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An exit poll is a poll of voters taken immediately after they have exited the polling place. Unlike an scientific opinion poll, which asks whom the voter plans to vote for or some similar formulation, an exit poll asks whom the voter actually voted for. A similar poll conducted before actual voters have voted is called an entrance poll. Pollsters that conduct exit polls work usually private companies working for newspapers or broadcasters conduct exit polls to gain an early indication as to how an election has turned out, as in many elections the actual result may take hours or even days to count. Most exit polls are supervised by academic faculty members of colleges and universities who teach political science.
Purpose of Exit Polls
Exit polls are also used to collect demographic data about voters and to find out why they voted as they did. Since actual votes are cast anonymously, conducting exit polls is the only way of collecting this information.
Exit polls have historically and throughout the world been used as a check against and rough indicator of the degree of election fraud. Some examples of voting fraud worldwide include the 2004 Venezuelan recall referendum and Ukrainian presidential election, along with the 2004 United States Presidential Election.
Known Problems and Errors
Like all opinion polls, exit polls by nature do include some margin of error. A famous example of exit poll error occurred in the 1992 United Kingdom General Election when two exit polls predicted a hung parliament meaning it would be a 50-50 split between the Labour and Conservative Parties. The actual vote revealed that British Conservative Party under Prime Minister John Major held their position, though with a significantly reduced majority. Investigations into this failure identified a number of causes including differential response rates including a factor known as the Shy Tory Factor which is known as the use of inadequate demographic data and poor choice of sampling points in attempt to influence voting patterns.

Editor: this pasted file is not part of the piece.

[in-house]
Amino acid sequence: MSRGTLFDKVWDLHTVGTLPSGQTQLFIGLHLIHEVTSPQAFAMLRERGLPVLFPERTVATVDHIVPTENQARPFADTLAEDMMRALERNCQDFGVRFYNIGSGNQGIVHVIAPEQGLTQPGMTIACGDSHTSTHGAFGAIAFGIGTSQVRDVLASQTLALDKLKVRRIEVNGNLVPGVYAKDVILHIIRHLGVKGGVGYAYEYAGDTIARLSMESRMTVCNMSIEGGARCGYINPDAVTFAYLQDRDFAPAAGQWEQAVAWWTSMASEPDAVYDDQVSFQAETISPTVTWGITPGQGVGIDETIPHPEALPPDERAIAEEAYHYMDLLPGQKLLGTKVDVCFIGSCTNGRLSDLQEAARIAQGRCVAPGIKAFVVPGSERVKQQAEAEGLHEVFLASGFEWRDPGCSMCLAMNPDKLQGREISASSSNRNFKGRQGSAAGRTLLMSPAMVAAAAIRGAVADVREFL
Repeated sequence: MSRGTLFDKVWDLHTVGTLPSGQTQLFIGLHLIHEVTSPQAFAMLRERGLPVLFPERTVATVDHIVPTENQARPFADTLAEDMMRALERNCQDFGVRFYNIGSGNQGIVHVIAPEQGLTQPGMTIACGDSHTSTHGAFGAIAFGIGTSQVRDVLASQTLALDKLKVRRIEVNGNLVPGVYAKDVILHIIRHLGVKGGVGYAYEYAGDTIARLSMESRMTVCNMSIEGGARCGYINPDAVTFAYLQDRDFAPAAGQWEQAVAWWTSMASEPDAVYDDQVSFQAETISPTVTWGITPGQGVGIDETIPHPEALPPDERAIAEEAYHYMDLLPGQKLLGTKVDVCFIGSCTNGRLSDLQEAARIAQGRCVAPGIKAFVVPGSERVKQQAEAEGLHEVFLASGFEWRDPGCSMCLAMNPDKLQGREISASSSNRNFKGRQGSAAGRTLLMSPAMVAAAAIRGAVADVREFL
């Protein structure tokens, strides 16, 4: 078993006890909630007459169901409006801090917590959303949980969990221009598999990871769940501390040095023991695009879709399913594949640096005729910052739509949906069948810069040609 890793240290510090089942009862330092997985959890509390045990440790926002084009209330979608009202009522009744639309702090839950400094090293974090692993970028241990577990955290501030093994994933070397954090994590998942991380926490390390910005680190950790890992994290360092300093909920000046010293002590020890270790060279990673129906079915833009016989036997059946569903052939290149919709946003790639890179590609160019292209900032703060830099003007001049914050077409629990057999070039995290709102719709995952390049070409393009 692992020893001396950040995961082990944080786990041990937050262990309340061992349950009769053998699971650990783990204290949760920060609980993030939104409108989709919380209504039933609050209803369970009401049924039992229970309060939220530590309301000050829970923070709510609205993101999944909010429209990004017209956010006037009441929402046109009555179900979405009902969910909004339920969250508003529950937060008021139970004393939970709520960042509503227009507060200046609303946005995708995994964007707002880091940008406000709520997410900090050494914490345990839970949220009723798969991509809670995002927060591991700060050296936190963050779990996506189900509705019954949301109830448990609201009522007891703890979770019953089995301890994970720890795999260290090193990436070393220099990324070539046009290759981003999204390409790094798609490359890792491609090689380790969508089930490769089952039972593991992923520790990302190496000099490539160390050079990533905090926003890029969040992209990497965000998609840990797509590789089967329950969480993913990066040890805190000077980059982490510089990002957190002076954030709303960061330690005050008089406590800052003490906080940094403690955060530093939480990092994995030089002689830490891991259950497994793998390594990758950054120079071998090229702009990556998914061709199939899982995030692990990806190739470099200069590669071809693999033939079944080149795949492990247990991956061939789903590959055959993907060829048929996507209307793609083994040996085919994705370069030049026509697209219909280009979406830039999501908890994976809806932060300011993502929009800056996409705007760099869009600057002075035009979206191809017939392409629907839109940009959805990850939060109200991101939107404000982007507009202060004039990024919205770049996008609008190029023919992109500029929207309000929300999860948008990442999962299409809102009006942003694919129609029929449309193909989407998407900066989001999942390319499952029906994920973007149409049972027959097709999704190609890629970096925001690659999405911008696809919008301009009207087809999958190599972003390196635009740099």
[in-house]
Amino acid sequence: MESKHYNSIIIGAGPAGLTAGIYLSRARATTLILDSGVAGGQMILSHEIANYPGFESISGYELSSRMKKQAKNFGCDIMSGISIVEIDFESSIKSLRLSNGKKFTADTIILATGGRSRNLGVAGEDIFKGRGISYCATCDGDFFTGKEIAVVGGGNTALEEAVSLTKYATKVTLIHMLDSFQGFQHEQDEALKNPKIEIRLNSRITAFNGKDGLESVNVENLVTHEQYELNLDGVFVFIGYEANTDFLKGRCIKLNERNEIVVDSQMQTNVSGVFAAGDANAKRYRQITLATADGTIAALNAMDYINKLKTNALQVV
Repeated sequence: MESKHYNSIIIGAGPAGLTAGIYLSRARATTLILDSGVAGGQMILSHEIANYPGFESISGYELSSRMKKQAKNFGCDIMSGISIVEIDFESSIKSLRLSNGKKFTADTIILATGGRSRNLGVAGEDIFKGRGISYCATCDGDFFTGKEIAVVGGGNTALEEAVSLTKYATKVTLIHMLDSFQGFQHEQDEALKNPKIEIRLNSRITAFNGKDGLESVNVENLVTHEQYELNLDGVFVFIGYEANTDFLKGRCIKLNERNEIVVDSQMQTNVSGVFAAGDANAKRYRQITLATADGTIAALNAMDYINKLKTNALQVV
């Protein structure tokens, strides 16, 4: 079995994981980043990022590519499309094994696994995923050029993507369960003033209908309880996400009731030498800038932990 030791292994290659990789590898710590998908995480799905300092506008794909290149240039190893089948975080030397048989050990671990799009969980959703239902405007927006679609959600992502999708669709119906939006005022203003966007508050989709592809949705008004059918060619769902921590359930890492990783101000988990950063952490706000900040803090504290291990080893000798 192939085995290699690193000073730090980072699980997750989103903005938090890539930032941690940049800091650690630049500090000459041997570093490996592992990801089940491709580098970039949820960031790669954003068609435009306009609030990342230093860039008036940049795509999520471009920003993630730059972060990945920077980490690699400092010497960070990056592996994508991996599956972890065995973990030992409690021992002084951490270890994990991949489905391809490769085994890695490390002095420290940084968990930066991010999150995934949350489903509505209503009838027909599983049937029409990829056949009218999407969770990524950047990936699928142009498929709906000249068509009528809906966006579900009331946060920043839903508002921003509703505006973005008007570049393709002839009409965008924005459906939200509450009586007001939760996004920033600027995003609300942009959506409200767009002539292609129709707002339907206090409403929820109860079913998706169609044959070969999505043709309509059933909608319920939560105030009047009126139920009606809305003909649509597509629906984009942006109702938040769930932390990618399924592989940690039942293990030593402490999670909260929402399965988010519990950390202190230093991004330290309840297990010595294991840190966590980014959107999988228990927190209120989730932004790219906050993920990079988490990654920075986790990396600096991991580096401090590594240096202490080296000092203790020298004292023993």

Criticism and Controversy
Widespread criticism of exit polling has occurred in cases, especially in the United States where exit poll results have appeared and/or have provided a basis for projecting winners before all the polling places have closed, thereby possibly influencing election results. In the 1980 U.S. presidential election, NBC News predicted a victory for Ronald Reagan at 8:15 pm EST, based on exit polls of 20,000 voters. It was 5:15 pm on the West Coast, and the polls were still open. There was speculation that voters stayed away after hearing the results. Thereafter, in 1984 television networks voluntarily adopted a course of not projecting the presidential victor until after polls closed in the West while outlying states Hawaii and Alaska are excluded. In the 2000 U.S. Presidential election, it was alleged that media organizations released exit poll results for Florida before the polls closed in the Florida panhandle region including Tallahasse and Pensacola.
During the 2004 United States Presidential Election, Leaks of early exit poll figures for the mainly via the internet and blogs appeared to indicate a victory for Massachusetts Senator John Kerry, but the discrepancies between the exit poll data and the vote count that were outside of the margin of error, coupled with irregularities in the election which seem to explain the discrepancies and what many perceive as evasive tactics by the polling companies. The 2004 exit polling fiasco has shed doubt on the legitimacy of that election amongst political activists and some government officials to a degree on how exit polls can be trusted. Effective from the 2006 election cycle and in effect for the 2008 US Presidential Election, people working point persons for the major news networks are to be secluded from outside contact until such a time it is determined it is safe to release the polls.
Some countries, such as the United Kingdom and Germany have made it a crime to release exit poll figures before the polling places have closed, while other nations such as New Zealand and Singapore have outlawed media outlets from commissioning exit polls at polling places. In some countries, problems with exit polls have encouraged polling groups and media organizations to pool data in hopes of increased accuracy. This proved successful during the 2005 United Kingdom general election, 2005 when British TV Networks BBC and ITV merged their data to show an exit poll giving the British Labour Party led by Tony Blair a majority of 66 seats, which turned out to be the exact figure. This method was also successful during the 2007 Australian Federal Election when networks including Sky News, Seven Network News, and Auspoll provided an almost exact 53 percent two party-preferred victory to Australian Labor Party over the Australia Coalition Party that held power before the election.
Notable US Elections known for Early Exit Polling Deciding the Outcome
There have been elections that other than making the winner a famous figure in American political history will go down infamously over criticisms of early exit polling when networks called the election while some states had their polls yet open.